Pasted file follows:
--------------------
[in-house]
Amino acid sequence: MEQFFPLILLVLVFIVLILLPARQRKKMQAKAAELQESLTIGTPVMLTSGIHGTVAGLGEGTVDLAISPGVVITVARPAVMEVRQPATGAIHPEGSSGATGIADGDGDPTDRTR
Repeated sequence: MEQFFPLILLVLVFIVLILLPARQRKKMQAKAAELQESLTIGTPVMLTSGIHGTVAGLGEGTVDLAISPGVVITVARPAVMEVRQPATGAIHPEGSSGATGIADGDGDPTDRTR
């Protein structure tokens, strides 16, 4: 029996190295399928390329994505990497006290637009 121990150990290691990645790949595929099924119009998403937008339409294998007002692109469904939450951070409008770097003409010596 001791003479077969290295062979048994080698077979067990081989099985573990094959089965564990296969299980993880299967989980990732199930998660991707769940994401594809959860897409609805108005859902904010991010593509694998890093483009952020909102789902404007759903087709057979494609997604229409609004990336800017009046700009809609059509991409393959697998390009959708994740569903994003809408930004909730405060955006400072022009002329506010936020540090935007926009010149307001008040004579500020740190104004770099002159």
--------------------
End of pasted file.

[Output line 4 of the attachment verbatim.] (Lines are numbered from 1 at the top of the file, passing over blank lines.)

């Protein structure tokens, strides 16, 4: 029996190295399928390329994505990497006290637009 121990150990290691990645790949595929099924119009998403937008339409294998007002692109469904939450951070409008770097003409010596 001791003479077969290295062979048994080698077979067990081989099985573990094959089965564990296969299980993880299967989980990732199930998660991707769940994401594809959860897409609805108005859902904010991010593509694998890093483009952020909102789902404007759903087709057979494609997604229409609004990336800017009046700009809609059509991409393959697998390009959708994740569903994003809408930004909730405060955006400072022009002329506010936020540090935007926009010149307001008040004579500020740190104004770099002159």